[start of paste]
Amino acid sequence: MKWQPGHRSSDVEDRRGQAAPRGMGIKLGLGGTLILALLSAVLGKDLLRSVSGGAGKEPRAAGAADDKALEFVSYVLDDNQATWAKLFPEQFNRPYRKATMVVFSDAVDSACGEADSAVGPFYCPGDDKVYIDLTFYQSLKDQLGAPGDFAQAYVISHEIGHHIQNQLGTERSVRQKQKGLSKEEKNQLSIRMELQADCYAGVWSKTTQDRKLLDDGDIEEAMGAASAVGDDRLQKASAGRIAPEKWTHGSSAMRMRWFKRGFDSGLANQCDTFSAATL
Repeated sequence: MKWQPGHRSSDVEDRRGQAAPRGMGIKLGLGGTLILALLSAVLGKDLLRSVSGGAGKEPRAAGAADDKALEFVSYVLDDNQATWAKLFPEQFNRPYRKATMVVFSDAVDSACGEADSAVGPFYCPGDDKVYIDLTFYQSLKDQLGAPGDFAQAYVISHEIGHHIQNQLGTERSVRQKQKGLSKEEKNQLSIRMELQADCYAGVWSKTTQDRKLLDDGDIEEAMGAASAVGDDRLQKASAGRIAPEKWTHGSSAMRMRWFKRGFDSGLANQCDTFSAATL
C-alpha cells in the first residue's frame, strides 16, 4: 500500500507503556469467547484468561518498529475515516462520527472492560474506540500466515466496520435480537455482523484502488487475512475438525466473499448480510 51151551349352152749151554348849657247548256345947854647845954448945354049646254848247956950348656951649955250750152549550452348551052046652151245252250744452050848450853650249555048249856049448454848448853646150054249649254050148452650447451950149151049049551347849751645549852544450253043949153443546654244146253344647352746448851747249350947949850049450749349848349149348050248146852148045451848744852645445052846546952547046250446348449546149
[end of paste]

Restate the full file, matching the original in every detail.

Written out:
Amino acid sequence: MKWQPGHRSSDVEDRRGQAAPRGMGIKLGLGGTLILALLSAVLGKDLLRSVSGGAGKEPRAAGAADDKALEFVSYVLDDNQATWAKLFPEQFNRPYRKATMVVFSDAVDSACGEADSAVGPFYCPGDDKVYIDLTFYQSLKDQLGAPGDFAQAYVISHEIGHHIQNQLGTERSVRQKQKGLSKEEKNQLSIRMELQADCYAGVWSKTTQDRKLLDDGDIEEAMGAASAVGDDRLQKASAGRIAPEKWTHGSSAMRMRWFKRGFDSGLANQCDTFSAATL
Repeated sequence: MKWQPGHRSSDVEDRRGQAAPRGMGIKLGLGGTLILALLSAVLGKDLLRSVSGGAGKEPRAAGAADDKALEFVSYVLDDNQATWAKLFPEQFNRPYRKATMVVFSDAVDSACGEADSAVGPFYCPGDDKVYIDLTFYQSLKDQLGAPGDFAQAYVISHEIGHHIQNQLGTERSVRQKQKGLSKEEKNQLSIRMELQADCYAGVWSKTTQDRKLLDDGDIEEAMGAASAVGDDRLQKASAGRIAPEKWTHGSSAMRMRWFKRGFDSGLANQCDTFSAATL
C-alpha cells in the first residue's frame, strides 16, 4: 500500500507503556469467547484468561518498529475515516462520527472492560474506540500466515466496520435480537455482523484502488487475512475438525466473499448480510 51151551349352152749151554348849657247548256345947854647845954448945354049646254848247956950348656951649955250750152549550452348551052046652151245252250744452050848450853650249555048249856049448454848448853646150054249649254050148452650447451950149151049049551347849751645549852544450253043949153443546654244146253344647352746448851747249350947949850049450749349848349149348050248146852148045451848744852645445052846546952547046250446348449546149